Happily for posterity , then , the Boston Association did not actually command Parker to leave the room , though it came too close for comfort to what would have been an unforgivable brutality . Fortunately , the honor of the denomination can attest that Cyrus Bartol defended Parker's sincerity , as did also Gannett and Chandler Robbins ; ; whereupon Parker broke down into convulsions of weeping and rushed out of the room , though not out of the Fellowship . In the hall , after adjournment , Dr. Frothingham took him warmly by the hand and requested Parker to visit him -- whereupon our burly Theodore again burst into tears .

All this near tragedy , which to us borders on comedy , enables us to tell the story over and over again , always warming ourselves with a glow of complacency . It was indeed a near thing , but somehow the inherent decency of New England ( which we inherit ) did triumph . Parker was never excommunicated . To the extent that he was ostracized or even reviled , we solace ourselves by saying he asked for it . Yet , even after all these stratagems , the conscience of Christian liberality is still not laid to rest , any more than is the conscience of Harvard University for having done the abject penance for its rejection of Ralph Waldo Emerson's The Divinity School Address of naming its hall of philosophy after him . In both cases the stubborn fact remains : liberalism gave birth to two brilliant apostates , both legitimate offspring of its loins , and when brought to the test , it behaved shabbily . Suppose they both had ventured into realms which their colleagues thought infidel : is this the way gentlemen settle frank differences of opinion ? ? Is it after all possible that no matter how the liberals trumpet their confidence in human dignity they are exposed to a contagion of fear more insidious than any conservative has ever to worry about ? ?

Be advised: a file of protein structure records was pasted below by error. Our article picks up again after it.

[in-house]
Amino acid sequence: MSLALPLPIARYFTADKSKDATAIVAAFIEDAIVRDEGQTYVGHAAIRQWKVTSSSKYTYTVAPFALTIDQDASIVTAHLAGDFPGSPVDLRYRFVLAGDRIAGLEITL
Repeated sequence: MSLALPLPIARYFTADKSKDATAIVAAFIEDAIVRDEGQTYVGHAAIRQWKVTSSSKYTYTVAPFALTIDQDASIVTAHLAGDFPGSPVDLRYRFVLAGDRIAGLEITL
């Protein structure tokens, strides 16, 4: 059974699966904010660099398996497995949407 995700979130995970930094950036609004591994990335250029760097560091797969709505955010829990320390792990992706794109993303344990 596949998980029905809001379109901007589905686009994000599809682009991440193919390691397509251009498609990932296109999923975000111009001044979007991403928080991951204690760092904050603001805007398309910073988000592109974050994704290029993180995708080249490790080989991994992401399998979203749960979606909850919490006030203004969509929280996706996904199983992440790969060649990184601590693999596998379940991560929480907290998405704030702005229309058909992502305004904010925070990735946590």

However , there is a crucial difference between the two histories . Emerson evaded the problem by shoving it aside , or rather by leaving it behind him : he walked out of the Unitarian communion , so that it could lick the wound of his departure , preserve its self-respect and eventually accord him pious veneration . Parker insisted upon not resigning , even when the majority wanted him to depart , upon daring the Fellowship to throw him out . Hence he was in his lifetime , as is the memory of him afterwards , a canker within the liberal sensitivity . He still points an accusing finger at all of us , telling us we have neither the courage to support him nor the energy to cut his throat .